And I looked over again at the person who had the bright orange sweatshirt on, and I could see that it was more of a faded peach color. So there's so much to knowing, huh? Not knowing is also something in Zen that has two different sides to it. And it's used in this koan, and we think about it usually as ignorance, confusion, a lack of discrimination, or stagnation. But I'd like to introduce another kind of not knowing to us. And this is what I thought I had remembered, what I thought I knew, what I thought I had remembered from a dokasan that I had had at Tassajara. And I was really sure it was a particular koan. And after looking at just about every one that's ever been recorded, I realized that it was a combination of two different stories that had gotten put together during a dokasan.


So I'm going to tell you a modern day Tassajara koan. A young Zen student, not a young woman, but a young Zen student decides to go for a practice period of Tassajara and is extremely excited about it for months and makes all the preparations for many months to leave work. to make arrangements for bills to be paid and the home to be looked after and rented out and most importantly that her faithful dog be well cared for while she's gone. And she arrives down at Tassajara full of light and energy. And up sits the first five days of the entrance layer, Tangario, to begin the practice period, and dutifully signs up to sit down with the abbess for the first dokason, or formal interview. And says to her teacher, I'm really so excited to be here, but I really have no idea why.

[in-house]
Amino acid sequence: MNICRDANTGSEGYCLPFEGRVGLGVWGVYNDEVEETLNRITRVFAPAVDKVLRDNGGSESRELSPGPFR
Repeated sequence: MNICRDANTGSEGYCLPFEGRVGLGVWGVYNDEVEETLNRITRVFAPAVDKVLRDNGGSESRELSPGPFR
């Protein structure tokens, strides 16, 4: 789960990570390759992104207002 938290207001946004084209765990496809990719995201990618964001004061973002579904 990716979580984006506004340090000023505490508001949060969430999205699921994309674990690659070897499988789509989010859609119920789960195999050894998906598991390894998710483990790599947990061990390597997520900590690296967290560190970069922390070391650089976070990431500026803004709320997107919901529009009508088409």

I'm here. I really have no idea why I'm here. Do you feel that way sometimes? Do you have a reason why you've come here? Maybe the first time or the first few years. It's out of some kind of suffering or distress or loneliness or you know that something's missing but you don't know what it is. But after a while, if you keep coming back, you kind of keep coming back and you don't always know why. And it's not just that it's socialization or something to do at 540 in the morning. There's something else, but you can't always put a finger on it. I'm so happy to be here, but I don't know why I'm here. To which the teacher says, not knowing is most intimate. Not knowing is most intimate.


It's the most intimate thing to your heart to be able to ask that question, why? Why am I here? What is this? Who is this person? Not knowing allows all the possibilities in the world to be right here, right now with you. But the young student is not so different from Zhou Xu, and she says, Can you tell me anything else that will help? To which the teacher says, how do I get there? To which the teacher says, the vast blue sky does not prevent the white clouds from flying. The vast blue sky does not prevent the white clouds from flying. The blue sky, traditionally in the Zen lexicon, is the mind of enlightenment.